Oh yes, my generation liked to be in some pain when they read. The harder it was, the more good we believed it was doing us.
One thing you can't intend is how you will be read. I hear it said a lot that my books are about the 'search for identity', and this is said admiringly, as if I meant to encourage such a search.
Normally, young writers have all the time in the world and they don't always use it well.
Some people like just sitting down and being taken for a ride. That's a beautiful thing that fiction can do. But it's not the only thing. In television and film, people are ready to accept any kind of jump cut, but the slightest disturbance on the page ruffles their feathers.
I think I know a thing or two about the way people love, but I don't know anything about hatred, psychosis, cruelty. Or maybe I don't have the guts to admit that I do.
I can't add. I don't understand basic science. Or anything else. But I can read anything. I've always been able to, and I've always liked to. Even if I didn't understand it, I liked to.
When I think of the books I love, there's always a little laughter in the dark.
That's the thing about fiction writers: what seems alarming or particular or perverse about them is simply the shape of their brain - they cannot be otherwise.
I don't take notes. I don't have any notebooks. I keep on trying to do that because it seems like a very writerly thing to do, but my mind doesn't work that way. I tend to get the idea for a novel in a big splash.
Nowadays, I know the true reason I read is to feel less alone, to make a connection with a consciousness other than my own.
Unless you consider yourself some sort of human brand, which I don't, you have to deal with the fact that different people are going to like different aspects of your work. It's not consistent. I am not consistent. But I feel OK with that.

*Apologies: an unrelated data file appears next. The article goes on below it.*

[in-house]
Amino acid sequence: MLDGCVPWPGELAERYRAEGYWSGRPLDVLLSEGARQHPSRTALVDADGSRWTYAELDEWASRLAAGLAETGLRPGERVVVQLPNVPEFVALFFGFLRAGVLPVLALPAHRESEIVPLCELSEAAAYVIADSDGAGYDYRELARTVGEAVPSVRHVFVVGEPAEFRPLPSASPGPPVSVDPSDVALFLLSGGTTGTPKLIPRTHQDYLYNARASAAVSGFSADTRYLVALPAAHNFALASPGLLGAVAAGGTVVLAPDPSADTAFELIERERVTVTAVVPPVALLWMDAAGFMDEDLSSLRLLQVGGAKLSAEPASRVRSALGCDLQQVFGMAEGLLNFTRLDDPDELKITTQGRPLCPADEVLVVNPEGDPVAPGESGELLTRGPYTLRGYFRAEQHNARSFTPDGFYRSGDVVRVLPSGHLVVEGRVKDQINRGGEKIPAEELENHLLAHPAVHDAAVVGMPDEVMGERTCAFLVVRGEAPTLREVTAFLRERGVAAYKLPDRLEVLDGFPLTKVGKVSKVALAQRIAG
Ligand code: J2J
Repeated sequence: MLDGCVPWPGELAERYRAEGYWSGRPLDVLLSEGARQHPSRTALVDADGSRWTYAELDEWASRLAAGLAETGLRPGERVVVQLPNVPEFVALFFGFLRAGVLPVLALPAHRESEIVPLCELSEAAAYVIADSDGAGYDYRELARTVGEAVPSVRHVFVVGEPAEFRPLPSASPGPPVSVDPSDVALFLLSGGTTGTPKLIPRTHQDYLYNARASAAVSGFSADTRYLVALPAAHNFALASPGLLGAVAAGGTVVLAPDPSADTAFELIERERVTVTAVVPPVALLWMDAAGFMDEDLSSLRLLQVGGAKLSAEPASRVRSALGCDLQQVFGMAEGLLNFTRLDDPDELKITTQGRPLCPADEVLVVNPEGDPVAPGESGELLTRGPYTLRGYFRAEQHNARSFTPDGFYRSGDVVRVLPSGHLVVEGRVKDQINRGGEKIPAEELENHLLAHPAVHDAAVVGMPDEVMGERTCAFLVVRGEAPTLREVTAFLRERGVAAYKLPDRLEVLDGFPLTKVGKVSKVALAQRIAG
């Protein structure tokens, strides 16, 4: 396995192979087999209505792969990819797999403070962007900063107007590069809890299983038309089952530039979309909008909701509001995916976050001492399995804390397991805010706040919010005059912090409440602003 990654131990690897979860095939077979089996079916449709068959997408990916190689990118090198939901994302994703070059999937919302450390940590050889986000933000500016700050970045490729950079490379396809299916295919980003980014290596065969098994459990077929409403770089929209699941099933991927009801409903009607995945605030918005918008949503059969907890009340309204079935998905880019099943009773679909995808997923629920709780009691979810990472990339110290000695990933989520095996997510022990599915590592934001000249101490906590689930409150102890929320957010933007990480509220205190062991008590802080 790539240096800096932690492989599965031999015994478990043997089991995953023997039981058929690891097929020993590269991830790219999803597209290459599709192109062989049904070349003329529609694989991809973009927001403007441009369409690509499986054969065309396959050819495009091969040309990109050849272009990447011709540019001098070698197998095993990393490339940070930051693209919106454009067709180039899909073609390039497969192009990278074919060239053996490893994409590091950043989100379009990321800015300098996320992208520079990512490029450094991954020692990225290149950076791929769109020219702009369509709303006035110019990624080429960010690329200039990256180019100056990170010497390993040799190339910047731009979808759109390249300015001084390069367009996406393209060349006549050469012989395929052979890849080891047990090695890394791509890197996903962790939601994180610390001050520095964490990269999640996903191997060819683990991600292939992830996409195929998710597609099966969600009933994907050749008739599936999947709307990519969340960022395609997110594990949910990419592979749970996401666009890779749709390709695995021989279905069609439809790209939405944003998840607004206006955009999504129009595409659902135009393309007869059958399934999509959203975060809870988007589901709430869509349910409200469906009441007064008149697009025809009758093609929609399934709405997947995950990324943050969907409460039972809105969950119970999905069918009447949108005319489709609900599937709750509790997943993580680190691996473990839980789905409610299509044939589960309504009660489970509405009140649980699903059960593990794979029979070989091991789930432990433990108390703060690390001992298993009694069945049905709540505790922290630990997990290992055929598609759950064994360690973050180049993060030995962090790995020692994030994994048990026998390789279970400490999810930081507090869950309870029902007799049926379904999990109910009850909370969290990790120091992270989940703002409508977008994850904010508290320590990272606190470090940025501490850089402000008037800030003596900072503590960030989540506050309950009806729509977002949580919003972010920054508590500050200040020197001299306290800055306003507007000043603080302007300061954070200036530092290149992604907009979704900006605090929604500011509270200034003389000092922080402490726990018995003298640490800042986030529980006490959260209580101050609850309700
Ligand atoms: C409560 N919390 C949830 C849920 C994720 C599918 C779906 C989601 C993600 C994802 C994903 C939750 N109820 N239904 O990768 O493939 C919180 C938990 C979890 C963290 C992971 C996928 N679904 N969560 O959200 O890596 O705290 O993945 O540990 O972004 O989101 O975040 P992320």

I want to write without shame or pride or over-compensation in one direction or another. To write freely.
It seems to me that we often commit ourselves wholly to something while knowing almost nothing concrete about it. Another word for that, I suppose, is 'faith.'
Books are not brands. Some people are very willing to see themselves as a brand, but you can't be a certain type of writer to a certain type of person all the time. It will kill you.
I noticed in America that if you write a book of any kind, you're made to be the representative of all the issues that might surround it.
A lot of people seem to feel that joy is only the most intense version of pleasure, arrived at by the same road - you simply have to go a little further down the track. That has not been my experience.
Like all readers, I want my limits to be drawn by my own sensibilities, not by my melanin count.
I suppose I often think of my writing as quite impersonal. But it turned out, when my father died, writing was exactly what I wanted to do.
If you love a young writer, maybe the best thing you can do is give them a little bit of space.
If religion is the opiate of the people, tradition is an even more sinister analgesic, simply because it rarely appears sinister. If religion is a tight band, a throbbing vein, and a needle, tradition is a far homelier concoction: poppy seeds ground into tea; a sweet cocoa drink laced with cocaine; the kind of thing your grandmother might have made.
Life's not a video game, Felix- there aren't a certain number of points that send you to the next level. There isn't actually any next level. The bad news is that everybody dies at the end. Game Over.